Following the unlawful invasion of Ukraine by Russian forces, the euro weakened progressively – dipping briefly below the 1.04 mark in mid-May – reflecting the risks and the negative impact that the proximity of the conflict could have on the economic and geopolitical outlook of the Eurozone.

In recent weeks, as Ms. Lagarde finally changed her tone with regard to the sustained and rampant inflation in the Eurozone, as expectations of rate hikes have increased and helped the euro gain some ground against most major currencies (see chart 1).

Chart 1: EUR/USD cross spot rate

Source: Bloomberg

This weekend was filled with new information and developments in Europe with regard to Russia and sanctions. On May 27th, the Italian Prime Minister Mario Draghi called Vladimir Putin to discuss the potential looming food crisis due to the disruption of Russian and Ukrainian grain exports caused by the conflict.

This was followed by an 80-minute call by French President Macron, German Chancellor Scholz and Putin on May 29th, ahead of EU’s meeting on sanctions on Russia the next day. The European leaders urged Putin to engage in direct negotiation with Ukrainian President Zelensky. The issue of the transport of grains from Ukrainian ports in the Black Sea was also discussed and Putin seems to have indicated that Russia would be amenable to allow such transportation, conditional on relaxation of relevant sanctions.

These calls by the leaders of the top three economies of the Eurozone were followed on Monday (May 30th) by a meeting of EU member states, where after one month of wrangling finally energy sanctions on Russia were decided. A watered downed version of the initial proposal imposes sanction on all maritime Russian exports (two thirds of EU imports from Russia) by year end, while pipeline imports will not be affected at this point. The main takeaways from these latest developments are:

  1. EU leaders are increasingly alert to a potential food crisis, that may have limited effect in the EU but would see major hardship globally with potential direct impacts on the EU via immigration and other channels.
  2. The energy dependency of the EU on Russia continues to be a major weakness. Hungary’s recent veto of sanctions, and month-long negotiations that ended in only partial and incremental sanctions over a lengthy time horizon, underline the difficulties the EU faces on the energy front. The implementation of energy conservation campaigns by some countries and the initiation of government subsidies to alleviate the hardship caused by higher energy prices further highlight the difficult constraints Europeans face.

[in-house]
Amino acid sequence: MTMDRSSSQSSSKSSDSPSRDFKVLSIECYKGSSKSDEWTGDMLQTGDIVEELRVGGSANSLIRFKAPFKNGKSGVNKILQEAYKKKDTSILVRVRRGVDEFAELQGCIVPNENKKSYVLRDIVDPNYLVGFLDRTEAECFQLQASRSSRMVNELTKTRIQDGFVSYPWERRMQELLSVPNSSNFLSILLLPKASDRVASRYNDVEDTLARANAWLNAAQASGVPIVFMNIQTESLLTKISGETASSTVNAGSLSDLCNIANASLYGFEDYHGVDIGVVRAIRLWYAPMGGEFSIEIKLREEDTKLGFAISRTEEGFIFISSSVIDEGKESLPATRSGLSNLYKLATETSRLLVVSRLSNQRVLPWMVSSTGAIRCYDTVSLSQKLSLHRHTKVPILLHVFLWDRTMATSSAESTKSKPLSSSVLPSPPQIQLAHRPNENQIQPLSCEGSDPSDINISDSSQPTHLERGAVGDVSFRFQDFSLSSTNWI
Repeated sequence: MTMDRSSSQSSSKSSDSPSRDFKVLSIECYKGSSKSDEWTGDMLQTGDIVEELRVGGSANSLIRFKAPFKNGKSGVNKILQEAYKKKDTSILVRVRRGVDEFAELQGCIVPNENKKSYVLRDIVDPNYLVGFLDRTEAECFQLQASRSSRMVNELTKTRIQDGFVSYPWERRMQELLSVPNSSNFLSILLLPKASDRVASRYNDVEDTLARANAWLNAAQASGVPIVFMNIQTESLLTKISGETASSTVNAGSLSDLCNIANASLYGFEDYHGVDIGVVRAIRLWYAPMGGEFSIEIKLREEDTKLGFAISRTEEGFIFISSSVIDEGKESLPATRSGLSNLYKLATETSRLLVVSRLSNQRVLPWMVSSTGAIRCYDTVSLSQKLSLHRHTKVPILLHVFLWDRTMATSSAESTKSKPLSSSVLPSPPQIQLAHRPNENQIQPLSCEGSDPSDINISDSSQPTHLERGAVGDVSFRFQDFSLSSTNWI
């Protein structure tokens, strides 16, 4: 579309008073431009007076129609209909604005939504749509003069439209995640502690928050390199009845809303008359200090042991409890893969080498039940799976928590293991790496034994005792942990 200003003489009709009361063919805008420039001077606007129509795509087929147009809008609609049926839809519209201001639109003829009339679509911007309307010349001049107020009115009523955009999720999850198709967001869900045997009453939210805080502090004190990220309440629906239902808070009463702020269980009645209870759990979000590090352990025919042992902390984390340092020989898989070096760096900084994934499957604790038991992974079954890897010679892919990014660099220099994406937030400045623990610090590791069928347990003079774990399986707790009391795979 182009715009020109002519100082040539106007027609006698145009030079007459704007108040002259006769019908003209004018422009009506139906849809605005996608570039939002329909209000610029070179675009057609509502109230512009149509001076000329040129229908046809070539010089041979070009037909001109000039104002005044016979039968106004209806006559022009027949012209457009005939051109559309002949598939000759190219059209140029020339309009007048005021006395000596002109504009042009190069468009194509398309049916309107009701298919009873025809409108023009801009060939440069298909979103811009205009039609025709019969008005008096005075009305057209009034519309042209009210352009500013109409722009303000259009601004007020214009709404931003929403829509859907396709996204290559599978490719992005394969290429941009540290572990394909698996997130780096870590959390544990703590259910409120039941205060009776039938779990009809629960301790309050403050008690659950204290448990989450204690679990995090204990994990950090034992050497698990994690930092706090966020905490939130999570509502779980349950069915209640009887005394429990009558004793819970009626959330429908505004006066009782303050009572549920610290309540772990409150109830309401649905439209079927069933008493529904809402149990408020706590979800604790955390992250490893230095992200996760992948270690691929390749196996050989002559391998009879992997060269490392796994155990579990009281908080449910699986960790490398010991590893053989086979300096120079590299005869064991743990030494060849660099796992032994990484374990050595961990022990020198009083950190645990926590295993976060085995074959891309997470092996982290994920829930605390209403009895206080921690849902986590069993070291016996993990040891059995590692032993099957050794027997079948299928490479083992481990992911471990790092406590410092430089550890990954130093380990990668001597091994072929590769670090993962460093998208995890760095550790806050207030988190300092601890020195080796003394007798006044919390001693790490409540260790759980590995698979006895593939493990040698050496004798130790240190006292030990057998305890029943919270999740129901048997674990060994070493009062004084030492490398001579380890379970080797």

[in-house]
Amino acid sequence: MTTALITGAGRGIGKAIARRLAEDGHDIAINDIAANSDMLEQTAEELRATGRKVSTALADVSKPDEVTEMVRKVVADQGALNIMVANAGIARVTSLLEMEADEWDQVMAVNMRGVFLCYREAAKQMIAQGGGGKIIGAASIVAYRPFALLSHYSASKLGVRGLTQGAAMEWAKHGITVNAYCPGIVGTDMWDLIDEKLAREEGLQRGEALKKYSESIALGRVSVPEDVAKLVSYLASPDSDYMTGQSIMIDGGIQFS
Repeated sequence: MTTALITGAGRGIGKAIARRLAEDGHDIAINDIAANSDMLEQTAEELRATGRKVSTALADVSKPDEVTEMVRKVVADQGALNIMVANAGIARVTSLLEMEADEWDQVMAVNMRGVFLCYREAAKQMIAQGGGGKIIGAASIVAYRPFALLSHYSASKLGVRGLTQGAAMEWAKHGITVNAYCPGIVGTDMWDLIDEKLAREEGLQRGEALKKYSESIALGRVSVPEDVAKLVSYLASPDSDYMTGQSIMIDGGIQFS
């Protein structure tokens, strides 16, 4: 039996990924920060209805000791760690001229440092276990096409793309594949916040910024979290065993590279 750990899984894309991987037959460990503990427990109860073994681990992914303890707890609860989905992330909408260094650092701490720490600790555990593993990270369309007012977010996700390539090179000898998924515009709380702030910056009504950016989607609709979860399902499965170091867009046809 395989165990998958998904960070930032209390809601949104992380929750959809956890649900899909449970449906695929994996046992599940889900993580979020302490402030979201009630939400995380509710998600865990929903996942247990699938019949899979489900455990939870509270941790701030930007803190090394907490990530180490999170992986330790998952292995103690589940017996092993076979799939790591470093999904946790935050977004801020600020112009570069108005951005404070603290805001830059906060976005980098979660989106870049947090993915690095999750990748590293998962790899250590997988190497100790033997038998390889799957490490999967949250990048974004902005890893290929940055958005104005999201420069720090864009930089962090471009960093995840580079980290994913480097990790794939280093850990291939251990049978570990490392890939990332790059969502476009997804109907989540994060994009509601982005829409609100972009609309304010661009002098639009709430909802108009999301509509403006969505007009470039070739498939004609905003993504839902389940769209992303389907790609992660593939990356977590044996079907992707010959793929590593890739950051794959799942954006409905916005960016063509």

3. The latest overtures by EU leaders in order to suggest/promote negotiations between parties  have left some Baltic politicians very unhappy.

At this stage it is very difficult to predict what the future holds in this conflict, which has caused so much human suffering and hardship. Yet, when it comes to risk management, one needs to consider all “what if” scenarios.

One “what if” scenario has been whether EU overtures result somehow in a reduction in tensions and some form of engagement in negotiations by parties? Even if the likelihood of such scenario of reduction in hostilities remains muted, its consequences are important to evaluate.

a) Any expectation or actual relaxation of export restrictions on grains will see the price of these commodities readjust lower in the short term (longer-term, the issue of new crops remains of relevance and uncertain).

b) Any signs or news of resumption of meaningful negotiations is likely to be constructive for risk assets in general and could have a weakening effect on the price of some commodities that have been directly affected by the conflict (oil, nickel and palladium, for example).

c) Among risk assets, the euro is likely to see a relief rally – reversing part or whole of its move lower since February. This, combined with the positive sentiment that is likely to take hold in EU under such a scenario, could exacerbate the potential move higher in euro.

In recent month, positioning in the euro seems to have been bearish. Many outlets and pundits call for parity vs. USD. Interest rate differentials have driven the carry to attractive levels and have likely motivated some market participants to establish or increase short positions. Additionally, option prices confirm the bearish sentiment as they show a demand for hedging against a further weakening of EUR/USD (via the purchase of EUR/USD puts) given that equally distant puts are more expensive than EUR/USD calls: a downside skew in option parlance.

Chart 2: EURUSD smile is more pronounced to the downside (weaker euro hedges are in demand)

Source: Bloomberg

All the above means that the “pain trade” can be a rally in EUR/USD where short covering could be accompanied by a combination of likely purchase flows of by options market makers, reversal of short trends following positions and/or establishing of new uptrend positions. It also means that we may see a reduction or readjustment of some carry positions especially if an improved sentiment is translated into expectation of a more hawkish ECB. It is wise to be prepared for such eventuality – which might not be highly likely presently but could become so in the weeks and months ahead.